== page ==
Automatic door locks and manual door locks accomplish the same basic purpose: they both keep your doors locked to keep you safely inside and others securely out. And they also do so with locking mechanisms, essentially the same thing, to keep those doors closed. Of course, the way they accomplish their goals is different for each kind of lock. It’s like how a train and a smart car differ: both get you from point A to point B with both physically transporting you inside them, but there are differences in how they work. Both of these kinds of locks are necessary for home security in today’s world, though. Whether you use manual door locks, automatic door locks, or a combination of both for your home, you should know how a basic deadbolt lock works.
Deadbolts are the primary form of manual door locks used for home security today. Most front doors have a deadbolt lock on them, which works like this: the door itself has a latch or bolt in it that can extend or retract into the door. There is a matching hole or notch in the door frame where the latch or bolt can fit into when the door is locked. With the latch in the door frame, the door remains locked and cannot be opened; with the latch retracted into the door, the door can open easily. Therefore, the lock is meant to allow someone with the correct key to easily remove the bolt from the door frame and someone without the correct key to not be able to do so.
Deadbolt Cylinder Locks
Most deadbolt locks have a cylinder lock inside them. Turning the key or the locking mechanism will turn the cylinder, which slides the bolt or latch forward or backward. With the cylinder turned in one direction, the cylinder pushes the bolt into the door frame, and the door is then locked. With the cylinder turned in the opposite direction, the latch or bolt is pulled inward into the door so that the door can be opened.
Deadbolt Cylinder Pin-and-Tumbler Locks
A key is used to turn the cylinder, and only the correct key can do so. Take the pin-and-tumbler lock. In these, there are several pins in a series, each of them different lengths. The pins are held in place by springs, and they are arranged in pairs with the bottom one fully in the cylinder and the top one pulled up into the cylinder housing. Because some of the pins are in the housing, the cylinder cannot turn, thus ensuring that the door stays locked. Then, when the key is inserted into the lock, the key notches move the pins up into the housing so that the pairs are completely on either side of the shear line between cylinder and housing, allowing the cylinder to turn. The incorrect key, on the other hand, will move the pins to wrong levels so that they are still stuck in between housing and cylinder.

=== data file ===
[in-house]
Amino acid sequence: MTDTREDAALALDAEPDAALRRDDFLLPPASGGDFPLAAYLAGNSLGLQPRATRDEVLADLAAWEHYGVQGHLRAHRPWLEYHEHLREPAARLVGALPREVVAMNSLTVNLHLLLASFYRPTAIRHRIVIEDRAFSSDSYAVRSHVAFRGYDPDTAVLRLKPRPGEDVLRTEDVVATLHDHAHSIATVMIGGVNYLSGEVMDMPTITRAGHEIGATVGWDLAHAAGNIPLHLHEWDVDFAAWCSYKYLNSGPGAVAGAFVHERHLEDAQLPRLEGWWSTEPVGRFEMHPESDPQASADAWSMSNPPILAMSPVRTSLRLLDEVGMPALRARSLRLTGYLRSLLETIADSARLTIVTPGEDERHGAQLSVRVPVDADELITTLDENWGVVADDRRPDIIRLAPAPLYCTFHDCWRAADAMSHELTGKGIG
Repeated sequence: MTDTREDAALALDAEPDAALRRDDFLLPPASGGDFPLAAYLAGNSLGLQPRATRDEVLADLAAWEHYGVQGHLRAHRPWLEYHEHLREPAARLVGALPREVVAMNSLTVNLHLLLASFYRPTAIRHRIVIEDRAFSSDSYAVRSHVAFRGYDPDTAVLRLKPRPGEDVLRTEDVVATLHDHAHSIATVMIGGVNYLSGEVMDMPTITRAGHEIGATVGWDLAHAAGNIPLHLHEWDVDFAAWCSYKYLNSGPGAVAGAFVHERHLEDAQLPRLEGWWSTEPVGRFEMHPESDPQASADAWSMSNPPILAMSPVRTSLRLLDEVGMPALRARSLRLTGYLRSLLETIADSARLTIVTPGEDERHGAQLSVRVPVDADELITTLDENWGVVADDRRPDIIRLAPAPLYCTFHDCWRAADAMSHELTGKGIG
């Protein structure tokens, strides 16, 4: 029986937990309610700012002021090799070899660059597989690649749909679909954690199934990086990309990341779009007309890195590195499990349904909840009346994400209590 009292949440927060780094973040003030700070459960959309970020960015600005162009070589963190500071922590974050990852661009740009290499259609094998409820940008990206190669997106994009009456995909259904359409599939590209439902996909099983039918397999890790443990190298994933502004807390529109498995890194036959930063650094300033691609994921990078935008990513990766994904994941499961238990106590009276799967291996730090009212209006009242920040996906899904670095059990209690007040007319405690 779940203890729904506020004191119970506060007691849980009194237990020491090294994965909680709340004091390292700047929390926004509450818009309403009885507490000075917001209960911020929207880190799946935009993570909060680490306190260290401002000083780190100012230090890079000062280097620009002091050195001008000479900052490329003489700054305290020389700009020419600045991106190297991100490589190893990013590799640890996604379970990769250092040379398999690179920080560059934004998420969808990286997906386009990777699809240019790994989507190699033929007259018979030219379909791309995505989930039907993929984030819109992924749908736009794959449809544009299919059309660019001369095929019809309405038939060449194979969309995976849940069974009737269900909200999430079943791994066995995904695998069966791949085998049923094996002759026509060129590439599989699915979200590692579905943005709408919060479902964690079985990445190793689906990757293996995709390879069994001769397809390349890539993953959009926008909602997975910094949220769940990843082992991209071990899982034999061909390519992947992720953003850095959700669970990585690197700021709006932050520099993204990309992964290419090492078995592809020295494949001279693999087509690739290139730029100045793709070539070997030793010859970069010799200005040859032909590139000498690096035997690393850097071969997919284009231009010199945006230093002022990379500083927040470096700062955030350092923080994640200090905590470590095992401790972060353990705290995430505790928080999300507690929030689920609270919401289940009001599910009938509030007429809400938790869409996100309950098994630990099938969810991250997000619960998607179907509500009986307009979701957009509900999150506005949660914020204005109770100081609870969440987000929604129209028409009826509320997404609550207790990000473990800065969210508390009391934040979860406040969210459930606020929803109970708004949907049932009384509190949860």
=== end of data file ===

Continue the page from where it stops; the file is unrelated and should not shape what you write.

While there are other kinds of deadbolt locks, and other kinds of door locks, these are used as an example of common household locks so that you can understand how they work.
Manual Door Locks versus Electronic Door Locks
Both kinds of locks function in essentially the same way. But comparing the one to the other, you’ll see that there are a few differences. Mostly these are in what the “key” is. For manual locks, the key is an actual handheld key that you insert into the locking mechanism. With automatic locks, the key may be a preprogrammed password or series of numbers on a keypad, or it may perhaps be a digital key on your phone. In either case, the “key” must be authorized in order to successfully open the lock. Both kinds of locks will work for your home security; however, many argue that electronic or automatic locks are more secure. Because for a manual lock you have to insert the key from the outside to reinsert the latch or bolt into the door frame, many people neglect to lock this on their way out the door. That is why it is so easy for housebreakers to get into homes during the day, because they are not as fully locked as they could be. But with automatic locks, the lock automatically falls into place with the deadbolt securing the door to the frame. You don’t have to remember to lock the door as you leave.
Whichever kind of lock you have for your front and back door, as long as you’re using them, you can experience home security. With automatic door locks, it’s even easier – no handheld key to lose, just a phone in your pocket or code memorized and tucked away in your head. These make home security more automated and easier on every homeowner without making it easier on the housebreaker.